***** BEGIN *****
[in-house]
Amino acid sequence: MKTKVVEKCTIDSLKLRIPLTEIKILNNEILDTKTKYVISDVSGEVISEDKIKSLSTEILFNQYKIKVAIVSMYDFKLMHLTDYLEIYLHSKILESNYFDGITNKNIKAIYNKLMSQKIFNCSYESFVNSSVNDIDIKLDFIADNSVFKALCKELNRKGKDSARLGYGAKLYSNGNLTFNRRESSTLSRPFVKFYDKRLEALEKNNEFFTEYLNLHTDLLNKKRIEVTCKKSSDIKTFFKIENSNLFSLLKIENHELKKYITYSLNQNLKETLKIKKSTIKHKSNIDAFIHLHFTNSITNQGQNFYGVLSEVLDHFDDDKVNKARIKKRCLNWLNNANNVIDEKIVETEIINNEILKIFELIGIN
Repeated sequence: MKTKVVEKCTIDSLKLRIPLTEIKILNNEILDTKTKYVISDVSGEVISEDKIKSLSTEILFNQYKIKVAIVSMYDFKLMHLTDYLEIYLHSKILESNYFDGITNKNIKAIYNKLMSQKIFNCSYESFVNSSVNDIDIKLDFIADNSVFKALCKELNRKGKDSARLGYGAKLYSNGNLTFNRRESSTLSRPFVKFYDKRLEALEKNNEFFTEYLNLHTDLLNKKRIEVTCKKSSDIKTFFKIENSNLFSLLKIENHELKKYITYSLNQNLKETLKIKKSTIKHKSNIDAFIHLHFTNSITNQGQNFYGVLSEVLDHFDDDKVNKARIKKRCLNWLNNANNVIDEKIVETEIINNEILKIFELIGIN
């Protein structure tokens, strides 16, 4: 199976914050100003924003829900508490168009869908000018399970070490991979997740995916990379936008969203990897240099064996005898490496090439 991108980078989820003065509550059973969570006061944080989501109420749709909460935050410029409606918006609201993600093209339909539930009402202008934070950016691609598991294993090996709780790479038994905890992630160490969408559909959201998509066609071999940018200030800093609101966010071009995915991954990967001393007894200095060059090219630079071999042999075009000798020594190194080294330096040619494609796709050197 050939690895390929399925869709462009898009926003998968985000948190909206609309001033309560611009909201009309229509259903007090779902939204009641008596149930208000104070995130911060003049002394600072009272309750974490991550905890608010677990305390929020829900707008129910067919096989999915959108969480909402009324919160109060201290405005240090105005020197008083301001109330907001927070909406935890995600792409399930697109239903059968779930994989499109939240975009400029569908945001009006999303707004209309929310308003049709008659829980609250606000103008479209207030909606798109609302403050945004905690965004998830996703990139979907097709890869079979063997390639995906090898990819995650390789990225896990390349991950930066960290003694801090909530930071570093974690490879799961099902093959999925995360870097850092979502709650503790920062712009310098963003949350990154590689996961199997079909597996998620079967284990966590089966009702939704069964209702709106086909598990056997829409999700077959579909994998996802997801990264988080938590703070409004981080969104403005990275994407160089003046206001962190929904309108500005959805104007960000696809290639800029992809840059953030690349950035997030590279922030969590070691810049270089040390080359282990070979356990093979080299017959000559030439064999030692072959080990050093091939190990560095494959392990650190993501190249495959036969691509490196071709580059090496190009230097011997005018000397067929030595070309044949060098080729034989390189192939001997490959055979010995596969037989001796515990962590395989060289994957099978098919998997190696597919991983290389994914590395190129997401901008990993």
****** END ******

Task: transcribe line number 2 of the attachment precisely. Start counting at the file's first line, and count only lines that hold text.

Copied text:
Amino acid sequence: MKTKVVEKCTIDSLKLRIPLTEIKILNNEILDTKTKYVISDVSGEVISEDKIKSLSTEILFNQYKIKVAIVSMYDFKLMHLTDYLEIYLHSKILESNYFDGITNKNIKAIYNKLMSQKIFNCSYESFVNSSVNDIDIKLDFIADNSVFKALCKELNRKGKDSARLGYGAKLYSNGNLTFNRRESSTLSRPFVKFYDKRLEALEKNNEFFTEYLNLHTDLLNKKRIEVTCKKSSDIKTFFKIENSNLFSLLKIENHELKKYITYSLNQNLKETLKIKKSTIKHKSNIDAFIHLHFTNSITNQGQNFYGVLSEVLDHFDDDKVNKARIKKRCLNWLNNANNVIDEKIVETEIINNEILKIFELIGIN